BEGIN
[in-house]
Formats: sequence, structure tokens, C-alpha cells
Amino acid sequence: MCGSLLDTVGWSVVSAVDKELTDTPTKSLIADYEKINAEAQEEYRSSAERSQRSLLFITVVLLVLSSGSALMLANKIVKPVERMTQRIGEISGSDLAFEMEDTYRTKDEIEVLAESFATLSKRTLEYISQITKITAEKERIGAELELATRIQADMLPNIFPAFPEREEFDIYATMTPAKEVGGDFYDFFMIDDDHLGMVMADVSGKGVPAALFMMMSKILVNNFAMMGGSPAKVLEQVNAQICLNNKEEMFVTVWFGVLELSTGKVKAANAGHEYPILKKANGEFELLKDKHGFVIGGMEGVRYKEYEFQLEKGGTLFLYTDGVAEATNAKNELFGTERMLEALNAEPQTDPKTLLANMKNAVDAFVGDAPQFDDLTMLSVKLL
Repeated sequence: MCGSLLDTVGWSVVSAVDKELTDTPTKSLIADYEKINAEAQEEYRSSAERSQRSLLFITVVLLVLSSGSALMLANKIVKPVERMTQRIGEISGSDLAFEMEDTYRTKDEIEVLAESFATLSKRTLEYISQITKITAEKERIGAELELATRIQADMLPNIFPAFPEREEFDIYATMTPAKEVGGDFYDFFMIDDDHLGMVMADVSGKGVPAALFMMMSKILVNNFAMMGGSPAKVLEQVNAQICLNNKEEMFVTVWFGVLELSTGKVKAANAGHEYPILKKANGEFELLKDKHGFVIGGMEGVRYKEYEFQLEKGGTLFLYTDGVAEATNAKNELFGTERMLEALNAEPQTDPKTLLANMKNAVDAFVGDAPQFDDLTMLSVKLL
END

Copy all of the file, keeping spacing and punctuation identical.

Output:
[in-house]
Formats: sequence, structure tokens, C-alpha cells
Amino acid sequence: MCGSLLDTVGWSVVSAVDKELTDTPTKSLIADYEKINAEAQEEYRSSAERSQRSLLFITVVLLVLSSGSALMLANKIVKPVERMTQRIGEISGSDLAFEMEDTYRTKDEIEVLAESFATLSKRTLEYISQITKITAEKERIGAELELATRIQADMLPNIFPAFPEREEFDIYATMTPAKEVGGDFYDFFMIDDDHLGMVMADVSGKGVPAALFMMMSKILVNNFAMMGGSPAKVLEQVNAQICLNNKEEMFVTVWFGVLELSTGKVKAANAGHEYPILKKANGEFELLKDKHGFVIGGMEGVRYKEYEFQLEKGGTLFLYTDGVAEATNAKNELFGTERMLEALNAEPQTDPKTLLANMKNAVDAFVGDAPQFDDLTMLSVKLL
Repeated sequence: MCGSLLDTVGWSVVSAVDKELTDTPTKSLIADYEKINAEAQEEYRSSAERSQRSLLFITVVLLVLSSGSALMLANKIVKPVERMTQRIGEISGSDLAFEMEDTYRTKDEIEVLAESFATLSKRTLEYISQITKITAEKERIGAELELATRIQADMLPNIFPAFPEREEFDIYATMTPAKEVGGDFYDFFMIDDDHLGMVMADVSGKGVPAALFMMMSKILVNNFAMMGGSPAKVLEQVNAQICLNNKEEMFVTVWFGVLELSTGKVKAANAGHEYPILKKANGEFELLKDKHGFVIGGMEGVRYKEYEFQLEKGGTLFLYTDGVAEATNAKNELFGTERMLEALNAEPQTDPKTLLANMKNAVDAFVGDAPQFDDLTMLSVKLL